Tuesday, April 30, 2013

My Review of Willing to Walk on Water


Written by: Caroline Barnett
Published by: Tyndale

I was excited to read Willing to Walk on Water because I could use the motivation to step out in faith and make a difference in the lives of those around me. This book was as inspirational as I expected it to be.



Who the book is for:

Christians, especially those Christians who would like to make a change in the world (which should be all of us.)

What I liked:

Very encouraging to get out there and make a change in the world.

Gives real ways that you can help others.

Enjoyable to read, with stories from real people.

What I didn’t like:

My only complaint is that the chapters are a bit long, so it was hard to read a whole one in a sitting.

My conclusion:

I really enjoyed this book and was encouraged by it.

I give Willing to Walk on Water 5 out of 5 stars.

*I will be keeping my copy of this book to read again and again.

I received this book free to review from Tyndale. The opinions expressed in this review are my true thoughts and feeling regarding this book. I am disclosing this information in accordance with the Federal Trade Commission’s 16 CFR, Part 255.

Monday, April 29, 2013

*Giveaway and Review - Hey God, I've Got Some Guy...


*I also have another giveaway going on, here!

Written by: Troy Schmidt
Published by: Cory Jones

I have to admit that the look of this book didn’t attract me at first, but I enjoy kids’ books, so I decided to receive it for review anyway.



The story:

This is the story of Jonah from the Bible, told from the whales perspective, which is actually kind of cute and a new way to look at the story.

The illustrations:

Are colorful and very simple.

How strong is the book?

This is a hardcover book and appears to be fairly strong.

Who the book is for:

I would probably recommend this book for ages four to eight.

What I liked:

The book is colorful.

This is a new way to look at the story.

What I didn’t like:

The writing wasn’t the best.

The book just looks cheap overall.

The title is extremely long.

My conclusion:

This is a fairly cute book.

I give Hey God, I’ve Got Some Guy Named Jonah In My Stomach And I Think I’m Going To Throw Up 3 out of 5 stars.

You can win a copy of this book for yourself!


a Rafflecopter giveaway



I received this book free to review from Fly By Promotions. The opinions expressed in this review are my true thoughts and feeling regarding this book. I am disclosing this information in accordance with the Federal Trade Commission’s 16 CFR, Part 255.

Thursday, April 25, 2013

My Review of Wishing on Willows


Written by: Wishing on Willows
Published by: WaterBrook Press

Despite the fact that the cover of Wishing on Willows did not interest me at all, the story did, and that is why I picked it up.

Robin Price is a widow with a three year old son, who is trying to keep her struggling café going. When Ian McKay, a divorced and hurting developer, comes to town and wants to destroy Robin’s café to building condos, of course that upsets Robin. In the end, Robin must trust God over her own plans.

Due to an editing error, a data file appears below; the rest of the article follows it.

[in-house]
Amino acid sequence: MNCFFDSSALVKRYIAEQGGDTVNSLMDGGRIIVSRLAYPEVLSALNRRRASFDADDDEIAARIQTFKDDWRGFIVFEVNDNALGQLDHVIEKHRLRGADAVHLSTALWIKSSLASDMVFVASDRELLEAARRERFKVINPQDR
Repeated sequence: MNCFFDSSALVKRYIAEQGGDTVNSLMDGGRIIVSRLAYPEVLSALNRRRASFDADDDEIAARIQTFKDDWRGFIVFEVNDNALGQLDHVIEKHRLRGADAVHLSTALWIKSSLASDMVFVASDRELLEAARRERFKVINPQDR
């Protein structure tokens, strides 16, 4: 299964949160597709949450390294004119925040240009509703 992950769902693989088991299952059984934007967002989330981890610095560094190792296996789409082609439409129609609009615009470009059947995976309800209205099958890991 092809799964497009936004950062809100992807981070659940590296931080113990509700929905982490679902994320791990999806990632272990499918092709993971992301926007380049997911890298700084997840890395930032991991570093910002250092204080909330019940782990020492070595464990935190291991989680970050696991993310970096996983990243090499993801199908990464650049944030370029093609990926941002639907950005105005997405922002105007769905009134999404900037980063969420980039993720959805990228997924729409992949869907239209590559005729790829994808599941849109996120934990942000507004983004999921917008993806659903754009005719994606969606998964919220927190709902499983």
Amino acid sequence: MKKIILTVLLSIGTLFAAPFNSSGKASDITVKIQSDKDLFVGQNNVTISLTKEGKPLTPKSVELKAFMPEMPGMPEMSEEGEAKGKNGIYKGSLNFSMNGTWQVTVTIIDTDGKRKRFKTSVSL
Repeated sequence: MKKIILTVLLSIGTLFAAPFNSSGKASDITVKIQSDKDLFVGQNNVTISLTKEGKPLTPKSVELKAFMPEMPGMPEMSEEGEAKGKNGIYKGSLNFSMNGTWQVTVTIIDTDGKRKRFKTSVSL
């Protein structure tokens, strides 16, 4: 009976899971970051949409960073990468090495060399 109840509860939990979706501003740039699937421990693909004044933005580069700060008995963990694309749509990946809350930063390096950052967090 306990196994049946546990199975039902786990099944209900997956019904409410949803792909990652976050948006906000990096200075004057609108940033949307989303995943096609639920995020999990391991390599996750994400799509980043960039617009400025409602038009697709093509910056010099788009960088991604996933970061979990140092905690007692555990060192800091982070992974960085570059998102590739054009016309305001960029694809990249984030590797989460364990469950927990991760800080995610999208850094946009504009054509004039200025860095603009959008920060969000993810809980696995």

Who the book is for:

Contemporary fiction readers, especially women.

What I liked:

Has heart.

Some parts are interesting and enjoyable to read…

What I didn’t like:

…some parts are a bit boring.

My conclusion:

Overall, this is a pretty good book.

I give Wishing on Willows 4 out of 5 stars.

I received this book free to review from Blogging for Books. The opinions expressed in this review are my true thoughts and feeling regarding this book. I am disclosing this information in accordance with the Federal Trade Commission’s 16 CFR, Part 255.

Monday, April 22, 2013

My Review of Swept Away


Written by: Mary Connealy
Published by: Bethany House

Pretty soon I am going to have to stop claiming that I don’t like historical fiction, as I keep stumbling across books that I do enjoy. Swept Away is one of them.

Ruthy MacNeil is separated from the people who she calls family, while attempting to cross a river with their wagon train. She is rescued by Luke Stone, a man on a mission to take back his family’s home. The two of their share of fights, but in the end they must help each other.



Who the book is for:

Mainly Christian women - historical fiction lovers or not.

What I liked:

Good story.

Interesting.

Funny.

Has heart.

What I didn’t like:

There is nothing that I didn’t like about this book.

My conclusion:

I really enjoyed this book.

I give Swept Away 5 out of 5 stars.

I received this book free to review from Bethany House. The opinions expressed in this review are my true thoughts and feeling regarding this book. I am disclosing this information in accordance with the Federal Trade Commission’s 16 CFR, Part 255.


Friday, April 19, 2013

My Review of Firefly Island


Written by: Lisa Wingate
Published by: Bethany House

I received Firefly Island free to review from Bethany House, thinking that the story sounded like something that I would enjoy.

Mallory Hale gets married and leaves Capital Hill behind, in trade for a small town of Moses Lake, Texas. There she must face pests in her home, her husband’s busy schedule, and a bit of mystery - an entire new life for her.



Who the book is for:

Contemporary fiction lovers, especially women. Those who enjoy more detailed books.

What I liked:

There were small parts of the story that were enjoyable to read and funny.

What I didn’t like:

But overall the story was pretty boring.

My conclusion:

I really did not love this book at all.

I give Firefly Island 2 out of 5 stars.

*I will not be keeping my copy of this book.

I received this book free to review from Bethany House. The opinions expressed in this review are my true thoughts and feeling regarding this book. I am disclosing this information in accordance with the Federal Trade Commission’s 16 CFR, Part 255.

Tuesday, April 9, 2013

My Review of Learning to Love


Written by: Heidi and Rolland Baker
Published by: Chosen

I was really excited to receive Learning to Love to review, because I thought it was going to be sort of a call for me to get out and love those around me - and I could use the push… but, as you’ll see in my conclusion, that wasn’t really it.



Who the book is for:

Christians, teens and adults, specifically, men and women.

What I liked: